A few questions about reviews on Google

Ampere

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I have a few questions about how Google's review system works.

1) Does the person leaving a review get an email notification saying that a response to their review has been made?

2) If I edit my response, will they get an email notification then too?

3) Is there any chance of having this 1 star negative review removed by Google since the person who left it made a mistake and I can prove it with a recording?

1 Star
Can't comment on quality of service, knowledge or price considering they never showed up. Didn't show, and didn't call. Didn't answer the phone when I called to ask if they were coming. Oh well.

Response from the owner
The in-home estimate was scheduled for next Monday, not today. I confirmed that just now by listening to the phone call (it was thru Google Local Services which records all business calls) and we did in fact agree on next Monday. I apologized for not being able to get there on a sooner date. I was about to return the voicemail left today when I saw this review and felt that answering here out in the open was the best option. The appointment time was 10AM and this review was left at 11AM, so it didn’t give me much time to try to fix this issue. Even though the appointment wasn’t for today, I know that mistakes happen so I would have done my best to accommodate you like I do with all my customers.
Here is the review and my response. I am not an eloquent writer, I am a darn electrician, so it might not be the best response :eek::p:D

This is my first review that is less than 5 stars so it really hurts :mad:

Just to spell out what happened... he called me to ask for an estimate for some electrical work he needed to be done, we scheduled for next Monday the 13th at 10AM. On Monday the 6th at 10:15 he left me a kinda nasty voicemail* for not showing up and at 11AM he left me a negative review saying that I did not show up.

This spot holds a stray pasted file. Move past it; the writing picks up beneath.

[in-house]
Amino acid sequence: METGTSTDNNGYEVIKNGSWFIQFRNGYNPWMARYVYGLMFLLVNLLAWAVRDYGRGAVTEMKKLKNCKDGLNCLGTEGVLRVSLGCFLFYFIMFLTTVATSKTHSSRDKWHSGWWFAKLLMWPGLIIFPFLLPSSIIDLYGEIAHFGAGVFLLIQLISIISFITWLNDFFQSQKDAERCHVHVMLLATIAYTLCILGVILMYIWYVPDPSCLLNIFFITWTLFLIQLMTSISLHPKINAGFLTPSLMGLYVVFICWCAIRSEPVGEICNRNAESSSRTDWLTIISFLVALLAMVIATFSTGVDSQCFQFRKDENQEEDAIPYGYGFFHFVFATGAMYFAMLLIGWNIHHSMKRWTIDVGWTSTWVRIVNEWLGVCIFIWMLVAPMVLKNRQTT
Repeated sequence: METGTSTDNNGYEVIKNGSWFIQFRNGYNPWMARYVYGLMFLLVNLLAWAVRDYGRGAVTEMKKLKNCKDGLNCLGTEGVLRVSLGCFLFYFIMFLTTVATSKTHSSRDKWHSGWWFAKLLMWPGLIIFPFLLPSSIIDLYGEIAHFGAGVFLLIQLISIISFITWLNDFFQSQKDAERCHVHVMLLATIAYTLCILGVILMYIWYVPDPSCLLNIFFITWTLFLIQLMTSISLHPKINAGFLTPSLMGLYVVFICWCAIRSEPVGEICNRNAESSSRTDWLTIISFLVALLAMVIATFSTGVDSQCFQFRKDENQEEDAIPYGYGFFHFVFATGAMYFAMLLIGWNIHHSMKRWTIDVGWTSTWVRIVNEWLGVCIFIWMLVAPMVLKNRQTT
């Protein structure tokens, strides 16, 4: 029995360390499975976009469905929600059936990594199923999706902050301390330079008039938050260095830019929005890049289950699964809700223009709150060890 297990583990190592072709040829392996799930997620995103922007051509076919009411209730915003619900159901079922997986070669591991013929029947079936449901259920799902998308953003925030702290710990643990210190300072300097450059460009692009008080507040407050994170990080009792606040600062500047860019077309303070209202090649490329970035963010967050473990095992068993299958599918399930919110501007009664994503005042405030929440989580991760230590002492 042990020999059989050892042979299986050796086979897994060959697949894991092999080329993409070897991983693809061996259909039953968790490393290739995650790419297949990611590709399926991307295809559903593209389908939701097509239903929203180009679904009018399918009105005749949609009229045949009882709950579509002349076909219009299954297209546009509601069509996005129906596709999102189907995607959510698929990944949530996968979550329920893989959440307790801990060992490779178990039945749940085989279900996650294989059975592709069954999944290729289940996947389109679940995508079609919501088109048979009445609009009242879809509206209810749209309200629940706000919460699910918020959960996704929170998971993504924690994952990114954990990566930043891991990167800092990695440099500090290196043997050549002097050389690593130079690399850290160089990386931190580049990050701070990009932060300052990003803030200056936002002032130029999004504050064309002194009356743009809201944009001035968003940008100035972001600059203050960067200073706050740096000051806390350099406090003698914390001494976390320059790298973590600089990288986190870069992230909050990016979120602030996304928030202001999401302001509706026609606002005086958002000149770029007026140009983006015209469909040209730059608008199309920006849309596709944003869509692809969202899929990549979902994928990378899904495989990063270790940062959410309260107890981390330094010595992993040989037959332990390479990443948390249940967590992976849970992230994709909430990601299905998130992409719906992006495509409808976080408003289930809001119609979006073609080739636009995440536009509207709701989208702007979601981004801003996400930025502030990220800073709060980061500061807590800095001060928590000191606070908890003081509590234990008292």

*I always try to pickup my phone but I was with a customer at this time. I always return voicemails quickly, but he gave me less than an hour to do so before leaving the negative review.
 

djbaxter

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I think you'll find that the general consensus is that you won't get far trying to remove the review.

On the other hand, your response to the review is right on and in all likelihood this review won't hurt you if the rest are positive. In fact, the customer may have done you a favor in a way, since having that review there along with your response makes your review portfolio look more credible to potential new customers. In the real world, getting only 5-star reviews is unusual.
 

Ampere

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I appreciate the very quick response.

I was under the impression that my response to the review was not apologetic enough. But if you think it looks good, I am happy.
 

djbaxter

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I'm sure some of the Local Search pros here will add their comments too but to my eyes your review looks good - it states the facts clearly and offers an apology without rancour.
 

JoshuaMackens

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Honestly, that response should be enough. People are so sensitive these days.

However, if you really want to do it the best way, I would try something similar to this: